The Energy Switch Guarantee launched last week, and whilst it has been a long time coming for me, I think it represents a fairly sudden development in consumer engagement in the industry. The Guarantee contains ten commitments which are designed to empower consumers by de-mystifying the process of switching energy supplier and outlining what they can expect from their energy supplier during the switch.
Despite record levels of switching, many customers have not switched their supplier. These customers may not be on the energy tariff most suitable for them. But these consumers needn’t feel stuck; the Energy Switch Guarantee provides reassurance to consumers that switching is quick, easy and reliable.
I was involved in the Energy Switch Guarantee from the initial discussions and to finally make it to the launch I think is a tremendous achievement. Designing a common standard is a complicated process, especially with so many stakeholders involved as there will inevitably be different expectations.
Despite this, I think that the Guarantee is a good demonstration of what can be achieved when suppliers and stakeholders work together with a common objective. Citizens Advice, Ofgem and DECC were engaged at every step of the way to ensure the Guarantee is fit-for-purpose by providing oversight and challenging the assumptions underlying its design. Robust compliance metrics were tested, and governance arrangements developed to create a stable framework for the Guarantee. An independent chair has been appointed to hold the signatories to account.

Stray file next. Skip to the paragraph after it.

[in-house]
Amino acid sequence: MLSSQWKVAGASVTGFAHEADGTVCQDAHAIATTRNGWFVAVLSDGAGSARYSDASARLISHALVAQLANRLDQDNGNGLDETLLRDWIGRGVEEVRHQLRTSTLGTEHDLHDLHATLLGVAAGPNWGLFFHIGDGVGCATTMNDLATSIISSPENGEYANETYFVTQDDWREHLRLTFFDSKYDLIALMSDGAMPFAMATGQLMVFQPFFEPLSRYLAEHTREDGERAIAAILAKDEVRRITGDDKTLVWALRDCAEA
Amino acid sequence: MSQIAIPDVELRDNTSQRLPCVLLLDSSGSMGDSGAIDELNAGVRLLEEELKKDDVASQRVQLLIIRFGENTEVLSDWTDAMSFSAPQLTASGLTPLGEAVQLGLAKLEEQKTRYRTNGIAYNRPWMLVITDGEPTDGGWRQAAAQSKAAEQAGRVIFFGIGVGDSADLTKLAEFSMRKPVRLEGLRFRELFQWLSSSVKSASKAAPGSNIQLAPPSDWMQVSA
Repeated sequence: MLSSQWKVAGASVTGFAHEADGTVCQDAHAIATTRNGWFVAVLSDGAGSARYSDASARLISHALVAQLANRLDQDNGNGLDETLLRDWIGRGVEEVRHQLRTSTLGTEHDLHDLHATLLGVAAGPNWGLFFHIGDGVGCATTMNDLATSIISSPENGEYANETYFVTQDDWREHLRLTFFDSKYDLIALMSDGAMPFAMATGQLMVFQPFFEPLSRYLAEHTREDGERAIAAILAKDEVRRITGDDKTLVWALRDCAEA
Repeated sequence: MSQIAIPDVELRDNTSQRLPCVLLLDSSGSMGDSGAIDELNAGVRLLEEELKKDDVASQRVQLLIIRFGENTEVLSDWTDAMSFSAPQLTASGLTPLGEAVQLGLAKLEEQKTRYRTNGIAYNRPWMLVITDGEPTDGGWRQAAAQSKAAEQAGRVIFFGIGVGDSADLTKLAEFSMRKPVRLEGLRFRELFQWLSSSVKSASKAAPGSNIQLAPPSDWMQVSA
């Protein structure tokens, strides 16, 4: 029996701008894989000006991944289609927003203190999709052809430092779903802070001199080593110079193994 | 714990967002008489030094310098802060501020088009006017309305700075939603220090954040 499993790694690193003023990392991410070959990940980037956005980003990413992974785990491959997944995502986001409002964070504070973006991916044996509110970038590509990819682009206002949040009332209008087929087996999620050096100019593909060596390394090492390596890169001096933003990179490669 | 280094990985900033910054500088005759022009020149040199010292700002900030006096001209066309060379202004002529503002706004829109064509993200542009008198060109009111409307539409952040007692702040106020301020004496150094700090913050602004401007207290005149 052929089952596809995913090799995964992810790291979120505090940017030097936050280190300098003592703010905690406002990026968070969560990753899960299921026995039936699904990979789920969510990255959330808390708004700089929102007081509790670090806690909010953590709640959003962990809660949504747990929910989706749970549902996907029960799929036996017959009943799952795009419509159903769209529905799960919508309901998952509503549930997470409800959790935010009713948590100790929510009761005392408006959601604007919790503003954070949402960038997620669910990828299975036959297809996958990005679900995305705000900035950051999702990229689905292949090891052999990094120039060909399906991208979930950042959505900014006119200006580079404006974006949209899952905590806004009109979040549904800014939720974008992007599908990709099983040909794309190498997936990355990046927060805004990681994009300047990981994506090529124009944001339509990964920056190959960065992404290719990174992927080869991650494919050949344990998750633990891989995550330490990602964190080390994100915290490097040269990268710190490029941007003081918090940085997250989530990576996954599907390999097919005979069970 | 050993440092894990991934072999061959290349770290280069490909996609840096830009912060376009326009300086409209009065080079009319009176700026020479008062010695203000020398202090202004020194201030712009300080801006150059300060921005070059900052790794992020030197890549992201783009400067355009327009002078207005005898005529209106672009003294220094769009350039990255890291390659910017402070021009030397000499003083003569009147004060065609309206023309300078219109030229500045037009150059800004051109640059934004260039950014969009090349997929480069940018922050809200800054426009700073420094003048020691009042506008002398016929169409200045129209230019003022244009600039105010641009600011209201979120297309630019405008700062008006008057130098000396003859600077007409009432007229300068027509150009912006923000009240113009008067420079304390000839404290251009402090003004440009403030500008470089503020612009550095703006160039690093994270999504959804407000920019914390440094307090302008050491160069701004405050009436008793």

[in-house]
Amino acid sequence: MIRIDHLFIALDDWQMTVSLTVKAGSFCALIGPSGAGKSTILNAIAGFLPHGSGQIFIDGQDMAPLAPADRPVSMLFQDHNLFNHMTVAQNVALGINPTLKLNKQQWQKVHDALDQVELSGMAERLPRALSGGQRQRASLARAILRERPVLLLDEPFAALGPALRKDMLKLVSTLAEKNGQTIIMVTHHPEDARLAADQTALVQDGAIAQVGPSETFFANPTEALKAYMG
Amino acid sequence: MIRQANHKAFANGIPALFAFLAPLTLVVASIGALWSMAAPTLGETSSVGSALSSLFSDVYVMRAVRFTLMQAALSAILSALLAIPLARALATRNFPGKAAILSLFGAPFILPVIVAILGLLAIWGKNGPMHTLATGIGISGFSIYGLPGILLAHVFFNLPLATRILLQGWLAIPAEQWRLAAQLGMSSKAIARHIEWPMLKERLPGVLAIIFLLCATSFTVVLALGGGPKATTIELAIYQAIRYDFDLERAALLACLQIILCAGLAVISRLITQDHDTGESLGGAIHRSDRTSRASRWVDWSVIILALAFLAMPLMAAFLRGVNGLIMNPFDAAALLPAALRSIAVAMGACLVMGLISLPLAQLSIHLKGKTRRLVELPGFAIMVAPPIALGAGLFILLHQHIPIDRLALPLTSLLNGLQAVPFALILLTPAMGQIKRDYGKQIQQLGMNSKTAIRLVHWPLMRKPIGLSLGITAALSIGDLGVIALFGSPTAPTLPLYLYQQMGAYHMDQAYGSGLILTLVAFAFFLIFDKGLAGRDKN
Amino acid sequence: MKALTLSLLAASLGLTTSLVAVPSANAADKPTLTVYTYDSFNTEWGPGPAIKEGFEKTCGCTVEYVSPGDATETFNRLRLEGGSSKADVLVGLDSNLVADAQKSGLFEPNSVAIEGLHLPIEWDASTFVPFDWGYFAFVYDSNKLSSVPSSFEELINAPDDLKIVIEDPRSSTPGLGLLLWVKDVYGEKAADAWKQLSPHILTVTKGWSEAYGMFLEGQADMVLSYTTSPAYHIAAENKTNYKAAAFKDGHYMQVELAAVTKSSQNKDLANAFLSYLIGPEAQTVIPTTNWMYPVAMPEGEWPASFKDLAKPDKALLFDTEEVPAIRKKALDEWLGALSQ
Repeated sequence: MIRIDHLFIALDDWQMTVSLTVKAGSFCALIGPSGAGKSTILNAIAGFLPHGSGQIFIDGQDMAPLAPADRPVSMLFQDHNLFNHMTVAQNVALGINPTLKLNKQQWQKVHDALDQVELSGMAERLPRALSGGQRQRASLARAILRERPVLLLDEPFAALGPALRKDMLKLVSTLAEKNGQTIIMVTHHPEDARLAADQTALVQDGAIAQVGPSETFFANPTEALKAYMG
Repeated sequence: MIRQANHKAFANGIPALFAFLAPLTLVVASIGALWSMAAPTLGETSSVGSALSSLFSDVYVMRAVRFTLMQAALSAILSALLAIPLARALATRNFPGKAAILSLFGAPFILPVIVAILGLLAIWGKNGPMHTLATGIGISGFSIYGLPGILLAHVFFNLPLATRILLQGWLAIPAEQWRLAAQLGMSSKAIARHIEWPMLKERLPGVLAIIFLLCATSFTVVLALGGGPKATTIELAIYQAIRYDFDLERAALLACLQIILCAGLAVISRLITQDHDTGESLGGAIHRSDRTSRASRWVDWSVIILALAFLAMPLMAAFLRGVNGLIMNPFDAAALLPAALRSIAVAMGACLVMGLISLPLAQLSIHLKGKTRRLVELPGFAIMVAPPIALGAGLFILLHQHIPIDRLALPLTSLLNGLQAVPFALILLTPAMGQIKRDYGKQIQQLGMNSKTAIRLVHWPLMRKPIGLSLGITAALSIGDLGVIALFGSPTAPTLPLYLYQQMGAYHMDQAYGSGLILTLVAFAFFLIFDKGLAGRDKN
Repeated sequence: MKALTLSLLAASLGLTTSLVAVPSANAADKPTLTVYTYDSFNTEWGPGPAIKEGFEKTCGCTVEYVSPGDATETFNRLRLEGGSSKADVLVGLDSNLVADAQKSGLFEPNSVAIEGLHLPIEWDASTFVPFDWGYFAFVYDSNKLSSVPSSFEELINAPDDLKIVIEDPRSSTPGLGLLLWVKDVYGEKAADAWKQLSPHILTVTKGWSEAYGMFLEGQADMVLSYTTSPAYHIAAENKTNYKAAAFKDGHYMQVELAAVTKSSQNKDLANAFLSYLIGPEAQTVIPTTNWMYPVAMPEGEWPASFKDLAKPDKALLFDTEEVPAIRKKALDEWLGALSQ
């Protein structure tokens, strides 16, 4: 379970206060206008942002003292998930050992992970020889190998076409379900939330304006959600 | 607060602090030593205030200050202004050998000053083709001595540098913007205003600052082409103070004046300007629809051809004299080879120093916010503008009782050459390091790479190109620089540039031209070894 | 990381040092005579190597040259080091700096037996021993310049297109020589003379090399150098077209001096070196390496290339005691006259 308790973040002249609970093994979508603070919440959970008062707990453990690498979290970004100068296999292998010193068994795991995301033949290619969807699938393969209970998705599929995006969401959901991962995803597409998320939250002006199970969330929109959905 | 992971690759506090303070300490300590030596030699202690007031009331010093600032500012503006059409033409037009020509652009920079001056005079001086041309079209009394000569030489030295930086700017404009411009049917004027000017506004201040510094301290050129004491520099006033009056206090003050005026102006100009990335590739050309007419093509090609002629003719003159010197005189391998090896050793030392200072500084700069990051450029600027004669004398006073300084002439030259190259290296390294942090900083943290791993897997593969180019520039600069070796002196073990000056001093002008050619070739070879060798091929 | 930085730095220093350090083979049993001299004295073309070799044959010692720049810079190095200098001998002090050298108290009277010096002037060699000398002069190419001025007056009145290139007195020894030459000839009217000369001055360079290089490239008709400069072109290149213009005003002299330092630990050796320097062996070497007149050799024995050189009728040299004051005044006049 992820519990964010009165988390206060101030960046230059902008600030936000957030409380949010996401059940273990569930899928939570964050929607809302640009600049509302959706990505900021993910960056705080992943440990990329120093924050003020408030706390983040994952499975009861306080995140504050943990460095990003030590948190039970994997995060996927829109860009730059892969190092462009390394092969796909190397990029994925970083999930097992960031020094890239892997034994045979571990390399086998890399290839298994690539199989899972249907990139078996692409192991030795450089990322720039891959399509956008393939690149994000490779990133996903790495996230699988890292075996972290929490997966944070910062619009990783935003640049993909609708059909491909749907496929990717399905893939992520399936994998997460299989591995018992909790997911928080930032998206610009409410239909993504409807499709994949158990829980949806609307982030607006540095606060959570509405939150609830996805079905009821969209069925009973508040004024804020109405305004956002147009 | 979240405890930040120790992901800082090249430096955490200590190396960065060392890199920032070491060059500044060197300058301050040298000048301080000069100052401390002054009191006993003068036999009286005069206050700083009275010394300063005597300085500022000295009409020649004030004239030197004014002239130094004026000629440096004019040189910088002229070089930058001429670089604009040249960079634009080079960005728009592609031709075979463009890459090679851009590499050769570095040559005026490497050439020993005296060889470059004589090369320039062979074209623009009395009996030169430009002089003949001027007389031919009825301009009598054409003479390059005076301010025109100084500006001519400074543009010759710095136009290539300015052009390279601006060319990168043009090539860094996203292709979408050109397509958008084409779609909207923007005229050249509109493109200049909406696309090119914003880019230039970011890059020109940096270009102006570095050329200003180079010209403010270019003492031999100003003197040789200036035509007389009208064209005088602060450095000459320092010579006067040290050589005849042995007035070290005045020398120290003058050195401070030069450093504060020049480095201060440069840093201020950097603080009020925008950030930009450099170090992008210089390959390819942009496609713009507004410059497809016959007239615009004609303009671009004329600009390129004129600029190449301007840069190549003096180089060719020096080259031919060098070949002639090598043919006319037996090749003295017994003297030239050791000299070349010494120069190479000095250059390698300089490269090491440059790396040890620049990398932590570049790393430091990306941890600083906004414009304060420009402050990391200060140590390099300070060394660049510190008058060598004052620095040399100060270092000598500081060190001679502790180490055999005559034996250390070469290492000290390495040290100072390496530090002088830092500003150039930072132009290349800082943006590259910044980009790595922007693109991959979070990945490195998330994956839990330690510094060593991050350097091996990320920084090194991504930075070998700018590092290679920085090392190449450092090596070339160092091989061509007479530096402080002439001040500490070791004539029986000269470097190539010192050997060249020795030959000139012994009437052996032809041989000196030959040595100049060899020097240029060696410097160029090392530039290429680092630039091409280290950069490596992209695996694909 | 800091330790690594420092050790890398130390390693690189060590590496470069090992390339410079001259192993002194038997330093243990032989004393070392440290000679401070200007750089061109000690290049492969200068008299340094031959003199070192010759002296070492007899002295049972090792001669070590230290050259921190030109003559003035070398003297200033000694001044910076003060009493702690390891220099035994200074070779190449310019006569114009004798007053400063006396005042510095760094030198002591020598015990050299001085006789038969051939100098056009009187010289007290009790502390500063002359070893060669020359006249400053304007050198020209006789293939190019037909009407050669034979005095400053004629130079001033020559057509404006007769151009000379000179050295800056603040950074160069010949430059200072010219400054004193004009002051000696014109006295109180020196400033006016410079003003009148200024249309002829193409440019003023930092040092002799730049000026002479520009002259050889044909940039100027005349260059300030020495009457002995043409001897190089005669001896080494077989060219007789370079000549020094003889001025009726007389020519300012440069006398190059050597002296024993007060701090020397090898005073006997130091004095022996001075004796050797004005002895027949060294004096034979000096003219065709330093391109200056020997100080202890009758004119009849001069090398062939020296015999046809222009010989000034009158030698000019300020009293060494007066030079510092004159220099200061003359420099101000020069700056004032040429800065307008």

At the launch Citizens Advice, Ofgem and BIS welcomed the Guarantee, not only as a means of empowering consumers to switch, but as a driver to improve customer service standards across the industry. If consumers feel empowered to switch, suppliers will compete in a race to the top on standards of customer care. Acknowledging this, and the potential for the Guarantee to have a dynamic impact on consumers, I think, is crucial.
The success of the Guarantee will ultimately rest upon its engagement with the market as much as the market’s engagement with it. Seventy per cent market coverage at launch represents a huge success, given the demanding requirements of the Guarantee, with several additional suppliers already showing an interest. The challenge now is for the Guarantee to make customers aware of its commitments and deliver on them.